Joint Learning Network for Universal Health Coverage

Thailand: Universal Coverage Scheme

50 million

Funding

None
None

Population Covered

All populations

Service delivery system

Both Public & Non-state

Institutional structure

Centralized
Central Government
Central Government
Central Government
Central Government
Reform summary: 
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With a great deal of popular support, the new Thai government passed the National Health Security Act in 2002. It has since become one of the most important social tools for health systems reform in Thailand. The new Universal Coverage Scheme (UCS), or “30 Baht Scheme”, combined the already existing Medical Welfare Scheme and the Voluntary Health Card Scheme to expand coverage to an additional 18 million people.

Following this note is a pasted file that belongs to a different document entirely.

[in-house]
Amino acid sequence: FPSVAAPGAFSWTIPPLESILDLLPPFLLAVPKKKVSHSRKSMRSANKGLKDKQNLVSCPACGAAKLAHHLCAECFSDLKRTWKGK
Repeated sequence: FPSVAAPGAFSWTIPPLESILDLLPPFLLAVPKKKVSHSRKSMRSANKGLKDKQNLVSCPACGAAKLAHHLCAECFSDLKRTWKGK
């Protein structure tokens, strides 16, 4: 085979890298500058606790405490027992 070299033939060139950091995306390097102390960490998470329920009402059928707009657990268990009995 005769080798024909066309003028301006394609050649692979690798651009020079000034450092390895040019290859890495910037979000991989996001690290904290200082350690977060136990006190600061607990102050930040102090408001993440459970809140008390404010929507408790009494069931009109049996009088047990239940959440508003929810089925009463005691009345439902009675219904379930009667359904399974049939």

With a great deal of popular support, the new Thai government passed the National Health Security Act in 2002. It has since become one of the most important social tools for health systems reform in Thailand. The new Universal Coverage Scheme (UCS), or “30 Baht Scheme”, combined the already existing Medical Welfare Scheme and the Voluntary Health Card Scheme to expand coverage to an additional 18 million people.

Private health insurance organizations play no role in this reform, and remain only as a supplemental option for high-income groups.